In partnership with CBSSports.com
We aren't just committed to college football; we're early enrolling in it.
Where the madness isn't just in March.
The place for discussion on the NFL
The place for discussion on college baseball
You have no favorite boards.
The most viewed topics.
The most replied to topics.
The most up-voted topics.
The most down-voted topics.
The most up-voted posters.
The most down-voted posters.
The most followed posters.
I can't stand that music either. But I'm more of a funk/jazz/classic rock music fan.
If WSP is anything like DMB, then I'm out.
You don't think Phish and the Dead are jam bands?
That's why we wander and follow La Vie Dansante...
Mostly old school stuff. Temptations, Bob Dylan, Stevie Wonder, The Band, Alabama, CCR. Don't listen to much new stuff with the exception of Eric Church and a few others.
All good choices... love me some Dylan. I won't hate on the jam bands though.... they are just having a good time playing music and hopefully making a living. Probably thinking F off if you don't like it.
I always find it funny to hear people bash music of any kind. Music is supposed to be diverse in nature. There is always something that you can enjoy if you search long enough.
I love people that hate on a certain band for this reason or that reason. It's not a competition for those guys, but if it was, bands like WSP and DMB are certainly winning big time.
WSP has been touring for 26 years, sells out theaters and arenas and started the biggest annual festival this nation has ever seen in Bonnarroo and have headlined the festival more than twice as many times than any other band. I wish I sucked so bad that I could have achieved that along with owning the record for consecutive sellouts at a place as renowned as Red Rocks.
DMB has been going at if for just over 20 years and is one of the few bands that have been able to achieve both underground and mainstream success at the same time. That is extremely impressive, IMO.
For the most part, people want to hate on what's popular or something they don't understand. I am not a huge country fan, but it is the largest single genre out there, so they are definitely doing something right.
Didn't know WSP started Bonnarroo... good for them
If you ever toured with the grateful dead, you might know something about Jam bands... you might. Phish is close but not the same thing. The appreciation of the jam band culture begins with the LIVE scene. Although, some have the opinion that the jam band died in 95.
I miss Jerry still. Saw the Grateful Dead about 125 times through the 80's and thankfully caught them in Birmingham in '95 on the last tour. That was my first one in 4 years. Been to Further a couple of times and it's fun, but the vibe is gone.
Nothing has reached what the Dead did as far as beauty, grace, and the darkside of music. Phish isn't anywhere near the same for me. They are good, but so different musically (probaby more individually talented). Panic is more like the Allmans, but with more of an improv appeal. I do think that Panic has more of a family type atmosphere/following like the Dead had, but some of that is probably due to Michael Houser's death putting things in a different perspective for the band and loyal fans.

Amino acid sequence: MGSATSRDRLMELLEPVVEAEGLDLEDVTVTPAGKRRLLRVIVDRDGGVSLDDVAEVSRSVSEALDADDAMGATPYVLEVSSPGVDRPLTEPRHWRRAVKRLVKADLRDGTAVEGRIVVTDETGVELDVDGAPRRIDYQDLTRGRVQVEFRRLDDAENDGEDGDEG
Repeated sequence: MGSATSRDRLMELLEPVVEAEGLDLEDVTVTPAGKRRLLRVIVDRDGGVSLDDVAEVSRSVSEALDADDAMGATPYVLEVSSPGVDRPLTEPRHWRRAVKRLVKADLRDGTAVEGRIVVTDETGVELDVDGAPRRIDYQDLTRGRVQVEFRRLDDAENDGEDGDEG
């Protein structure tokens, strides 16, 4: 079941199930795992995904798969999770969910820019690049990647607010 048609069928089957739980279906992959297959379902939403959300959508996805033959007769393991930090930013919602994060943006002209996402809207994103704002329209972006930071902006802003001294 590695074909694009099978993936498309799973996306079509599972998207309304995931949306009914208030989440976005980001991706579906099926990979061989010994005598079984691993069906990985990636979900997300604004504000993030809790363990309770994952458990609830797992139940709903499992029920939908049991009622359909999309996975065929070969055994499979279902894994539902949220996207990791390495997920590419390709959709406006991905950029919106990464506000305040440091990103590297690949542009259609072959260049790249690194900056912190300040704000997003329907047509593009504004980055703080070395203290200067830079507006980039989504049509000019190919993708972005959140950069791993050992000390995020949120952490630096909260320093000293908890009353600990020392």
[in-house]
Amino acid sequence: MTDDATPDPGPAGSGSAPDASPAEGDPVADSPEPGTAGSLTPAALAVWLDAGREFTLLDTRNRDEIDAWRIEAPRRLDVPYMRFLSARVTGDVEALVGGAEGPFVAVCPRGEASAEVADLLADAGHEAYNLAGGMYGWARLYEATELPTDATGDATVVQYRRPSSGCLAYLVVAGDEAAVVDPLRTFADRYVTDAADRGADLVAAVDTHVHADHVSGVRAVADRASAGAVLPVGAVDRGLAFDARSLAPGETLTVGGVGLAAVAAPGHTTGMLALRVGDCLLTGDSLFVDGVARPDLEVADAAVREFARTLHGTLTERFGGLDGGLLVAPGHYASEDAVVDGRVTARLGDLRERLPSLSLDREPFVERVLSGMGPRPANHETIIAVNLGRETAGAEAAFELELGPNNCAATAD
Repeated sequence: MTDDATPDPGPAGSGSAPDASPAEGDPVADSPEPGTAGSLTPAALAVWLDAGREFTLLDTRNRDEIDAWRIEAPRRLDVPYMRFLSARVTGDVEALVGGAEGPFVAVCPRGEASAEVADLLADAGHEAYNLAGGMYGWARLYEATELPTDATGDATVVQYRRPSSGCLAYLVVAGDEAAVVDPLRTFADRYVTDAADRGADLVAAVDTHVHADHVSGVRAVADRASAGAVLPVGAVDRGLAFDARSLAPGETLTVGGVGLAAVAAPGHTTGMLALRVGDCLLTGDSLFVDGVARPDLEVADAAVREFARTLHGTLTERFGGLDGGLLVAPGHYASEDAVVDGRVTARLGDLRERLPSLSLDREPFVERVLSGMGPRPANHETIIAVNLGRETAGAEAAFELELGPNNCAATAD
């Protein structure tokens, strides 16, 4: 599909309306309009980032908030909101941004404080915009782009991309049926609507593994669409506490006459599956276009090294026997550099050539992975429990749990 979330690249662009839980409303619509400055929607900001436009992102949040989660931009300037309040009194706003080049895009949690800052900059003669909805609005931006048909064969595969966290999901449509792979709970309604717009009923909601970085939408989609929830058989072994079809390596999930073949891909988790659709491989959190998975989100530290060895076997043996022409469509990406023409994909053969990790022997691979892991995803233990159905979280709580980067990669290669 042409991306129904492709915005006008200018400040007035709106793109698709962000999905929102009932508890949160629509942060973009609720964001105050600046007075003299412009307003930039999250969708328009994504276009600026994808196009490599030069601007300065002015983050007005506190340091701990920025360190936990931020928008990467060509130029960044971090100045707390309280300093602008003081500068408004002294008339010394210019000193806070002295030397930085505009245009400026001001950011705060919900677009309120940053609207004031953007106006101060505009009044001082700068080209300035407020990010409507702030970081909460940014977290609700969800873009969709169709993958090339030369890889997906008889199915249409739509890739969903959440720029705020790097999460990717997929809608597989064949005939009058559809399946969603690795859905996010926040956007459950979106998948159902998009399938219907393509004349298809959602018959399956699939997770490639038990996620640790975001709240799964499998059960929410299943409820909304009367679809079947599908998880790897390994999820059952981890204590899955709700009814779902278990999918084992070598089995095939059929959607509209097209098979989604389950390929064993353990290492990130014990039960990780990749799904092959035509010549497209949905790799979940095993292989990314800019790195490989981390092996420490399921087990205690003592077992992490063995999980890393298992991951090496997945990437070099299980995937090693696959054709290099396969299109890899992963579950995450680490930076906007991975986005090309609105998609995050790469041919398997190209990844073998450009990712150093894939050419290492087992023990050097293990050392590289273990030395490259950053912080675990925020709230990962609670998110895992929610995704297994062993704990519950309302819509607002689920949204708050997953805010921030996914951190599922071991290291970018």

Jam Bands are about the live experience. I personally love jam bands. I am going to another Dave concert in a couple of months and the great thing is I know that it won't be the same concert that I have been to before. Not only is the playlist different but also the songs themselve will be different (whether by adding a different instrument or by changing the song in some way). I listen to Jam bands almost all day every day, but the key is to not listen to recorded albums. I only listen to live albums and they never get old to me.
I have noticed most people hate Jam bands because they just want something to hate. The reason why we all listen to music is to admire the talent playing it (whether that is vocal talent or instrumental talent). Jam bands are not known for vocals but intruments and if you let yourself admire the intrumental talent in jam bands and admire that some of these are guys are not only great at 1 instrument but 5 different instruments, I think you would understand why some people enjoy them. Personally, I prefer a song to be about the rythym and the sound rather than have vocals at all. I think this is why I prefer Jam bands. Just my 2 cents.
Oh no he didn't
Wow and what do you listen to? What do you think mainstream music is today? Im not as big into Jam Bands as I use to be but at least their music is pure. They arent creating rap beats on Mac Book and then talking fast into a mic, singing about how they smacked their girl and their dog ran away, or having other people right all their music. Rap and a lot of country music is whats wrong with the music scene. Todays rap "music" is the most pathetic shit I've ever heard, old school stuff I like.
The are similar to the Allman bros. except i feel their music has a little humor in it. I wouldn't call them quite a Zappa/Allman mix but a watered down version of that. WSP is an awesome live experince. Even when I was following bands like Umphreys, North Mississippi, Yonder I wasn't a big WSP fan. Then I saw them live and that changed everything.
This post was edited by PIIHB RNP 2 years ago
Think we can all agree on this. Rap today is terrible. 90's rap was that cat's pajamas.
It's sad that people like Soldier Boy can make millions of dollars on such terrible music.
Not really, their music does have jam/long/improv elements, of course. But the Grateful Dead is a blues band at it's core and Phish is...well, something between Rock/Jazz/and goofy Zappa like music. When I think jam band, I think of moe., String Cheese Incident, Disco Biscuits, and others of the sort. Most Dead and Phish songs are pretty short and to the point. Those other bands seem to meander forever on every song. I used to really dig that stuff, but not so much anymore.
I consider myself a capitalist hippie so I respect them. Just don't care for their music, never have. But, I don't have any problem with them making a boatload of money off of Mercedes driving parents of college kids. I like some "jam bands" just not WSP. Love Robert Randolph. Listen to a lot of Black Crowes.